Biden’s all-in act is a break from his former boss, Barack Obama, whose team worked to distance itself from the Democratic gubernatorial campaign in 2009 and, in 2013, talked up the challenges of winning in Virginia given their control of the White House. Biden’s approach comes with obvious risks, offering Republicans an added measure to gloat about White House backlash should Youngkin prevail. Nevertheless, the president’s team and other party leaders have come to the conclusion that there is no other path.
For one, there are too many parallels between Biden and McAuliffe. Both are establishment figures whose tempered views align on virtually every major issue. They’ve also concluded that to adequately stoke turnout, Democrats need to emphasize the existential stakes of the race, something Obama himself drove home in his speech for McAuliffe this weekend and Biden offered on the campaign trail over the summer.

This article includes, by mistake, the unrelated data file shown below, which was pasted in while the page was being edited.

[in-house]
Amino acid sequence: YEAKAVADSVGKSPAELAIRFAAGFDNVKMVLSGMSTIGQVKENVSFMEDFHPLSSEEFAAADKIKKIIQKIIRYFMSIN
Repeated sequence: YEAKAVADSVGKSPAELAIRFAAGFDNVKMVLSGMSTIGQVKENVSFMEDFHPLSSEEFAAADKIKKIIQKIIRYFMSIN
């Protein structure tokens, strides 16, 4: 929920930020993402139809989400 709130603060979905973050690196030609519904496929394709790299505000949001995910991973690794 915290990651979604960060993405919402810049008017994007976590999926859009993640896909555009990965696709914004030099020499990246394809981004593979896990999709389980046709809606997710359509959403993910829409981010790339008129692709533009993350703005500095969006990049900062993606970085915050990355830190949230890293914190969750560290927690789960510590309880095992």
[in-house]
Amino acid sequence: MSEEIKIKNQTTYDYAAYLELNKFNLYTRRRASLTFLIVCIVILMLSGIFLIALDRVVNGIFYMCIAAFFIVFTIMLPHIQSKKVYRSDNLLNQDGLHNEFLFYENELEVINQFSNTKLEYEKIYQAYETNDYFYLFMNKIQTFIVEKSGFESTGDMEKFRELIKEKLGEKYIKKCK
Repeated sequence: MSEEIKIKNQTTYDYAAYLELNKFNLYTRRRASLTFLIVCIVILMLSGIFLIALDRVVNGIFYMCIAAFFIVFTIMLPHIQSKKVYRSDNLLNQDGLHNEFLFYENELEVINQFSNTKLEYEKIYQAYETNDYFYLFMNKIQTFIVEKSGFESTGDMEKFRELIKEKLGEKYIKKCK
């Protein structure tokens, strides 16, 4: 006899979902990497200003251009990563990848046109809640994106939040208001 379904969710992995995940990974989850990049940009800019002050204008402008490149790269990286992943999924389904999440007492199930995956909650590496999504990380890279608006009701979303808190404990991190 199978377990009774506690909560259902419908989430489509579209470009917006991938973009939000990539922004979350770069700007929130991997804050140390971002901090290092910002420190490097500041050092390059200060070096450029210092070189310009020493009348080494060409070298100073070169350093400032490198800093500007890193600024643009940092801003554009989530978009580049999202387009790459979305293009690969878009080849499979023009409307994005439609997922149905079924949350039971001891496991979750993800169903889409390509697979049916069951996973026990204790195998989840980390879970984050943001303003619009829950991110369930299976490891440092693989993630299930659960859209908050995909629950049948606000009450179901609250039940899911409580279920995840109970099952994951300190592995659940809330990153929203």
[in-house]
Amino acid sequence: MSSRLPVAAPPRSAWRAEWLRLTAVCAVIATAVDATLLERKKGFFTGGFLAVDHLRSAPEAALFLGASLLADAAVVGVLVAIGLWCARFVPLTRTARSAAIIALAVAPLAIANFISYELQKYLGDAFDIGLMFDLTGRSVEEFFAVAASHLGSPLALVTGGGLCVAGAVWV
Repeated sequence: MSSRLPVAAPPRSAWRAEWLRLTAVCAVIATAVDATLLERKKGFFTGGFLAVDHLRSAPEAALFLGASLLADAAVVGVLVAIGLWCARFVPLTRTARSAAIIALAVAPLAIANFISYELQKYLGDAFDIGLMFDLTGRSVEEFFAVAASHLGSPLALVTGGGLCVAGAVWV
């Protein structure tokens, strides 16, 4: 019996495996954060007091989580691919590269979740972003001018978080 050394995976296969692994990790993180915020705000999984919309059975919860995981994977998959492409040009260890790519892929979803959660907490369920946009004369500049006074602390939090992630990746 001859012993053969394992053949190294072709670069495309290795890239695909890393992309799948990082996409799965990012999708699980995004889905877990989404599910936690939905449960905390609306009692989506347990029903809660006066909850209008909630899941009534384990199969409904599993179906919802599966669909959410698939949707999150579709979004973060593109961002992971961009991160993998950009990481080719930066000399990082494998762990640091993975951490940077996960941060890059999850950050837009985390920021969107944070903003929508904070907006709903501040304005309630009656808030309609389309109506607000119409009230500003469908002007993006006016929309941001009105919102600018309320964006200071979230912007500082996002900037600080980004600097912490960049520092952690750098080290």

The White House and its partners are closely coordinating their efforts and have been speaking with the McAuliffe campaign nearly every day, with one Biden adviser telling POLITICO they think McAuliffe has performed well and is hitting on issues they viewed as most important to voters.
“We think Terry is running a strong campaign,” the Biden adviser said, pointing to the contrasts he’s drawn with Youngkin over Covid-19 and mandatory vaccination as well as tying the Republican to former President Donald Trump. “He’s doing all the right things.”
While the adviser initially allowed that tradition holds that the party in the White House typically loses the Virginia governor’s race, the person quickly noted it was McAuliffe in 2013 who became the first candidate in decades to break that trend.